Early on in The Fellowship of the Ring, Gandalf tells Bilbo, “There are many magic rings in this world... and none of them should be used lightly." If Gandalf is to be believed, then Middle-earth is riddled with rings, yet only a select few are detailed in Tolkien’s extensive body of work.
Along with a few notable "lesser" rings, the series focuses primarily on the 20 Rings of Power. These 20 rings were divided up, with three going to the elves, seven to the dwarves, nine to the world of men, and one to the Dark Lord Sauron.
Not all the rings from The Lord of the Rings are as volatile as the One Ring To Rule Them All. While some rings were made to be used as weapons (when wielded properly, of course), others, like the elven rings, were created with preservation and protection in mind.
Let’s take a closer look at every ring from The Lord of the Rings, so that the distinctions between each can be thoroughly understood.
Not much is known about the nine rings, or who their bearers were prior to receiving the cursed gifts. What we do know is that all the recipients were powerful men who – unlike the dwarves – were easily corrupted by Sauron’s influence. The rings gave these men even more power and wealth, and extended their lifespans.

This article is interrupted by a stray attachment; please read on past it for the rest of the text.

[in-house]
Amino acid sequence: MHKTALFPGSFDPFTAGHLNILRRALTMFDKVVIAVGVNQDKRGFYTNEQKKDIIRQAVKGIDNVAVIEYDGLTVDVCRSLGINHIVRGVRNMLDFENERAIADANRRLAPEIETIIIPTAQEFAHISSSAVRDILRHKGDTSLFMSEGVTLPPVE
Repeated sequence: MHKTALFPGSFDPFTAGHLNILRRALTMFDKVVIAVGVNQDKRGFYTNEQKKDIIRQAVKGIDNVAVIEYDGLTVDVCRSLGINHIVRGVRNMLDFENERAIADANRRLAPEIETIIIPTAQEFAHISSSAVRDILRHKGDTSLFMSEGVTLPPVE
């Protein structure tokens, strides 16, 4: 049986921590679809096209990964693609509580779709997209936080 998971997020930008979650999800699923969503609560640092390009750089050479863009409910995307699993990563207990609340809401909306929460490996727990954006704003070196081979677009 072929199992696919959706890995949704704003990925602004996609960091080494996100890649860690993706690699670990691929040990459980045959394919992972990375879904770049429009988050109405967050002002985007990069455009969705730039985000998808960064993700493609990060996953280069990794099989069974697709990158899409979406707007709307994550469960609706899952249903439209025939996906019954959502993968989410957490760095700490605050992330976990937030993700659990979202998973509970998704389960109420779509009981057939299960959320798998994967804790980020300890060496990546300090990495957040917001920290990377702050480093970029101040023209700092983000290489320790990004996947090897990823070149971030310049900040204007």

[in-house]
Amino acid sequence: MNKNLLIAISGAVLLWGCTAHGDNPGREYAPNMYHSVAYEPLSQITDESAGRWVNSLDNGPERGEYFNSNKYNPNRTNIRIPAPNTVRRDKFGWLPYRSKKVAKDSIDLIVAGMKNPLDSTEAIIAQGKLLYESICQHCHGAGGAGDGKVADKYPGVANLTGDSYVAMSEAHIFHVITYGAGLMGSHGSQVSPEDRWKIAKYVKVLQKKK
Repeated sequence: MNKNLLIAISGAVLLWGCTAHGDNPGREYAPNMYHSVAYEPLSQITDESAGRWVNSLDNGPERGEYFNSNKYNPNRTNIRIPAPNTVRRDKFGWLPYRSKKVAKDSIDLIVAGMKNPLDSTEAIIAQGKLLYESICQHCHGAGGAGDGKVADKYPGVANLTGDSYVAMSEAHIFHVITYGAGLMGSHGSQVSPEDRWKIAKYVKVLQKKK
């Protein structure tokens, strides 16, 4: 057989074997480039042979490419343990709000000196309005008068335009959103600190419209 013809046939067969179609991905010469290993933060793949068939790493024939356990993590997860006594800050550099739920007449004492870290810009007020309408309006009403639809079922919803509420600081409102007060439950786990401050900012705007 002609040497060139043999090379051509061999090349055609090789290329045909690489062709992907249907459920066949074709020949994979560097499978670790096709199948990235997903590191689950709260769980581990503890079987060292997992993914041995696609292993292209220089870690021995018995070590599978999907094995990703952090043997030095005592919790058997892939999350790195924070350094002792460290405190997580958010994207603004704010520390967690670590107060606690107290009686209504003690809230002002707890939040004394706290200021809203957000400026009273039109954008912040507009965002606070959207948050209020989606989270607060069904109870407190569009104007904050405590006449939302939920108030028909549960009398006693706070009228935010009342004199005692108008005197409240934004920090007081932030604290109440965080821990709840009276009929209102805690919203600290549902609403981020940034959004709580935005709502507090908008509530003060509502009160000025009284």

However, this power came at a cost, as the rings eroded these once-great leaders, morphing them into the fearsome Ringwraiths.
The One Ring
The One Ring is a master ring, forged by Sauron to control the other Rings of Power. While it affects each bearer differently, it will eventually corrupt anyone who holds it. The more powerful the owner, the more swiftly the One Ring will be consume and corrupt them.
Rather than being tied to a specific element, the One Ring's primary power is power itself; it magnifies the user’s preexisting power. The One Ring can also transport its bearer to the Wraith-world, where the Ringwraiths wait hungrily. While many characters obtain possession of it throughout the trilogy, the One Ring was made specifically for Sauron, so only the Dark Lord can access its true power.
The Ring Of Barahir
Aragorn’s ring is not a Ring of Power, but it’s still noteworthy within Tolkien’s canon. Originally owned by the elves, the Ring of Barahir eventually became an heirloom passed down by the Kings of Númenor.
The Ring of Barahir is presented to Aragorn — along with the Shards of the broken sword Narsil — by Elrond as he reveals the truth about Aragorn's noble lineage. In the books, Aragorn gives the ring to Arwen as a symbol of their betrothal.
The Lesser Rings
Early on in The Fellowship of the Ring, Gandalf references the Lesser Rings: elven rings made in the elvish realm of Eregion. According to Gandalf, these are mere practice rings — or “trifles,” as he calls them – that are nowhere near as impressive as the Rings of Power.
We can assume that Gandalf was hoping Bilbo’s ring would turn out to be one of these lesser rings, as his initial lack of urgency with regards to the One Ring seems to suggest that he did not instantly recognize it as such.